Speaking at the event, Orla O’Sullivan, senior computation biologist at Teagasc Food Research centre, discussed her recent longitudinal studies following elite athletes during event training, which emphasised the negative impact of factors such as stress, sleep, and dietary changes on microbial diversity within the gut.
It was observed that the produced metabolites, species, and diversity of resident gut microbes were all influenced as a result.
The importance of this real-time tracking of microbial changes was highlighted with regards to improving the effectiveness of dietary interventions, O’Sullivan asserted.
“We could see that when the athlete was at their fittest, the microbial diversity was at their peak. Illness and antibiotics caused drops in diversity. For the first time we can show real time changes, and use it going forward to monitor and make sure microbiome remains stable,” she told the audience.
An elite microbiome
“We don’t know what makes a healthy microbiome, but what we do know is that diversity is key. The more microbes you have, the more functions they will perform,” O’Sullivan explained.
She discussed a previous study involving an Irish rugby team, explaining the established increased microbial diversity in the microbiomes of elite athletes: “The more protein that the athletes had in their diet, the more microbial diversity they had. We then used the enzyme creatine kinase, which is released from muscles post exertion, as a marker for fitness. We found that the higher CK levels in the blood, the higher the microbial diversity. So, a high microbial diversity was associated with fitness and high protein intakes.”
In addition, metabolomic measures reported greater by-products of protein metabolism, such as carnitines and trimethylamine, as well as increased metabolites suggesting muscle turnover, including elevated creatine and 3 methyl histidine levels.
She adds that her research has suggested that this was established due to chronic adaption to fitness, which could not be reached following a short-term increase in exercise.
A further pilot study by the team at Teagasc measuring the effects of completing the ‘iron man’ event on the microbiome, observed no changes in inter- and intra- individual diversity of bacterial species following race completion, compared to measures prior to the event. O’Sullivan highlights that these findings suggest “major microbiome stability” in elite athletes.
“What we did see were changes in the metabolites… so changes in how these microbes were functioning and fuelling the athletes. There was a reduction in SCFAs post-race including butyric and pivalic acids,” she adds.
Travel and the microbiome
Following a previous study highlighting the effects of travel on the microbiome within a cricket team, O’Sullivan highlights her soon-to-be published research investigating this within a UK elite football team. It was noted that the members who stayed in the UK had more beneficial bacterial species, whilst those who travelled to a new country had reductions in these population numbers.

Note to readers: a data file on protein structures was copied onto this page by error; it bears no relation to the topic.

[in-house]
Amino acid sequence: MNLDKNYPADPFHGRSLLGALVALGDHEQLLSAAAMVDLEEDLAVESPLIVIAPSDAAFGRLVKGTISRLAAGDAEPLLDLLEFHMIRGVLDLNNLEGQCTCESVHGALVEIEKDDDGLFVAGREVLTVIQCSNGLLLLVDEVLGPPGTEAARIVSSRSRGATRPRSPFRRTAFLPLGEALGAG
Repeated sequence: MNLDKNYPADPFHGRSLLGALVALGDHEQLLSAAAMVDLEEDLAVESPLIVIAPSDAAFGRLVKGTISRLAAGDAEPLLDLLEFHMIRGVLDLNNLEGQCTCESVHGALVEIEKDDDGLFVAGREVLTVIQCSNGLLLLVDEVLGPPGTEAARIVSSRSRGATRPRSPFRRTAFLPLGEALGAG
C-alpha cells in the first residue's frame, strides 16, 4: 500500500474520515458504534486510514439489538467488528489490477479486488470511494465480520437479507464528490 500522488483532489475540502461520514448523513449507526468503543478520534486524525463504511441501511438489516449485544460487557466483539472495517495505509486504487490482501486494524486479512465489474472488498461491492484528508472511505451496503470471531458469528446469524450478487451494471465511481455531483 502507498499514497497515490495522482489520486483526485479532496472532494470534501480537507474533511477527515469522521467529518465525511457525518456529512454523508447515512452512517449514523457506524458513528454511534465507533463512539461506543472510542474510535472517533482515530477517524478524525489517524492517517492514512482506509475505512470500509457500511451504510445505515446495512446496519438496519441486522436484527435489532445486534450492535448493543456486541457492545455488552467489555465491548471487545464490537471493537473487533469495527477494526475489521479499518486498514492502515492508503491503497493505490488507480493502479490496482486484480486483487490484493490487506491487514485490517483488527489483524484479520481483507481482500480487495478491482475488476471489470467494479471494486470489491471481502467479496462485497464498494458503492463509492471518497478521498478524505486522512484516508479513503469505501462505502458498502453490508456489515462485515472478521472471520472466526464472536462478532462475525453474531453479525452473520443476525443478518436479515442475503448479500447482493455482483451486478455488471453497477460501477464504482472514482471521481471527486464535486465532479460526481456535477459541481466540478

Paired with this, the travelling athletes showed increases in faecal bile acids; a pattern which has been associated with irritable bowel disease (IBD) and stress.
Applying these findings to long-term personalised studies using two elite athletes training for a triathlon and a marathon has enabled these changes to be tracked in real-time, she explains.
“Studying the microbiome allows for a non-invasive measure of health. We can then track changes following illness or medication use, and can now pre-empt impacts of stress, diet, travel, sleep patterns, and injury. This will support effectiveness of dietary interventions,” she concludes, foreshadowing that the findings may shape the future of personalised sports nutrition for elite athletes.
An intimate study on a CrossFit Champion
Also providing insights into the impact of exercise on the gut, Chad Kerksick, director of exercise and performance Nutrition Library at Lindenwood University, presented findings of the yet-to-be-published longitudinal study that explored the microbiota of an elite athlete in comparison to two controls.
The study closely focused on the microbiome data collected from Australian weightlifter and CrossFit Games champion, Tia-Clair Toomey-Orr. The 28-year-old female was studied over the course of 16 weeks, tracking the build up to her sixth-consecutive title win at the 2022 CrossFit Games, and after.
The study involved two controls: a genetic control being Tia’s sister, and an environmental control being another 28-year-old female who trained at the same gym.
Tracking faecal and blood samples, the similarities and discrepancies were analysed. Similar microbiome levels were initially found in all three participants but as training volume increased, so did microbial taxa.
Toomey-Orr’s samples showed that the bacterial communities and the genes expressed, all adapted to more closely resemble the environmental control and less like the genetic control.
It was immediately following the competition that highest recordings of bacteria variety were found, and of all samples, Toomey-Orr consistently displayed the most diversity.
An under explored area
Kerksick noted the importance of the attained data being female specific, making the point that this is an area which is often under-studied. He said: “There's not a whole lot of female athletics in expert level sport.”
And while past studies have been conducted on the gut microbiota of elite female athletes, Kerksick noted that it was the intensely personal style of study made it unique, saying: “The complexity of the faecal metabolome, as well as plasma metabolome analysis, I would argue has not been done in any athlete at any level in any sport.”